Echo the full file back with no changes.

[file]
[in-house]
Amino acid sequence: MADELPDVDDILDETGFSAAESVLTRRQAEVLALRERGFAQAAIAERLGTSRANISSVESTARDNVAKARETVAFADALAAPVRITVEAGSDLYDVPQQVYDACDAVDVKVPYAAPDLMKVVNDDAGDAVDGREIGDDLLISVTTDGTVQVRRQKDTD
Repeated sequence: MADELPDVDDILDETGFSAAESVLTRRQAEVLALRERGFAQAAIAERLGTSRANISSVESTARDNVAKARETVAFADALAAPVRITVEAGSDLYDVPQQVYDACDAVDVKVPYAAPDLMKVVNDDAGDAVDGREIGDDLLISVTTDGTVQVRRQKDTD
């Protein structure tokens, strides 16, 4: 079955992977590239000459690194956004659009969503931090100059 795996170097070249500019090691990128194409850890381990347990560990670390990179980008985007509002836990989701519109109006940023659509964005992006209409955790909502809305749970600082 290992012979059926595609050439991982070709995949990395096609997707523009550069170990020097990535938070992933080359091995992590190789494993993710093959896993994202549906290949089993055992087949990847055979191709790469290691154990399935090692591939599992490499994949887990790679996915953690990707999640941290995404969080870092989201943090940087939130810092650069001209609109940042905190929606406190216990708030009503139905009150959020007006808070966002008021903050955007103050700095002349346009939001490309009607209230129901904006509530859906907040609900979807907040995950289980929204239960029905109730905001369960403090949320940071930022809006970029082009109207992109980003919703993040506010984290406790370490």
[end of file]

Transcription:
[in-house]
Amino acid sequence: MADELPDVDDILDETGFSAAESVLTRRQAEVLALRERGFAQAAIAERLGTSRANISSVESTARDNVAKARETVAFADALAAPVRITVEAGSDLYDVPQQVYDACDAVDVKVPYAAPDLMKVVNDDAGDAVDGREIGDDLLISVTTDGTVQVRRQKDTD
Repeated sequence: MADELPDVDDILDETGFSAAESVLTRRQAEVLALRERGFAQAAIAERLGTSRANISSVESTARDNVAKARETVAFADALAAPVRITVEAGSDLYDVPQQVYDACDAVDVKVPYAAPDLMKVVNDDAGDAVDGREIGDDLLISVTTDGTVQVRRQKDTD
């Protein structure tokens, strides 16, 4: 079955992977590239000459690194956004659009969503931090100059 795996170097070249500019090691990128194409850890381990347990560990670390990179980008985007509002836990989701519109109006940023659509964005992006209409955790909502809305749970600082 290992012979059926595609050439991982070709995949990395096609997707523009550069170990020097990535938070992933080359091995992590190789494993993710093959896993994202549906290949089993055992087949990847055979191709790469290691154990399935090692591939599992490499994949887990790679996915953690990707999640941290995404969080870092989201943090940087939130810092650069001209609109940042905190929606406190216990708030009503139905009150959020007006808070966002008021903050955007103050700095002349346009939001490309009607209230129901904006509530859906907040609900979807907040995950289980929204239960029905109730905001369960403090949320940071930022809006970029082009109207992109980003919703993040506010984290406790370490």